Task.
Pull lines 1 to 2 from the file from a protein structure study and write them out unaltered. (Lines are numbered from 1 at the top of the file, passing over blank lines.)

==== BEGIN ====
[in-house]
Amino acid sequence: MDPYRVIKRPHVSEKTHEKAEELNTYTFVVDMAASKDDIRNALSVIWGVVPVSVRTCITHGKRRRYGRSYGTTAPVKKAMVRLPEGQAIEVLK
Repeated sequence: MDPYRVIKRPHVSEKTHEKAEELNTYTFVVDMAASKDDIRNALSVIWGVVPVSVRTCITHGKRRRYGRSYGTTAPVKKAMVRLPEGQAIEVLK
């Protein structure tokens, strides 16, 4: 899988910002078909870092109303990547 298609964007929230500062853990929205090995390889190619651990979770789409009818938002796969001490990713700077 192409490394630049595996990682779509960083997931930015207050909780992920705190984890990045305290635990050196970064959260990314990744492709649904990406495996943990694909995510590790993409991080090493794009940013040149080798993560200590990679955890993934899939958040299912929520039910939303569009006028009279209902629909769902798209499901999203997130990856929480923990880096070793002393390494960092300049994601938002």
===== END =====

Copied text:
[in-house]
Amino acid sequence: MDPYRVIKRPHVSEKTHEKAEELNTYTFVVDMAASKDDIRNALSVIWGVVPVSVRTCITHGKRRRYGRSYGTTAPVKKAMVRLPEGQAIEVLK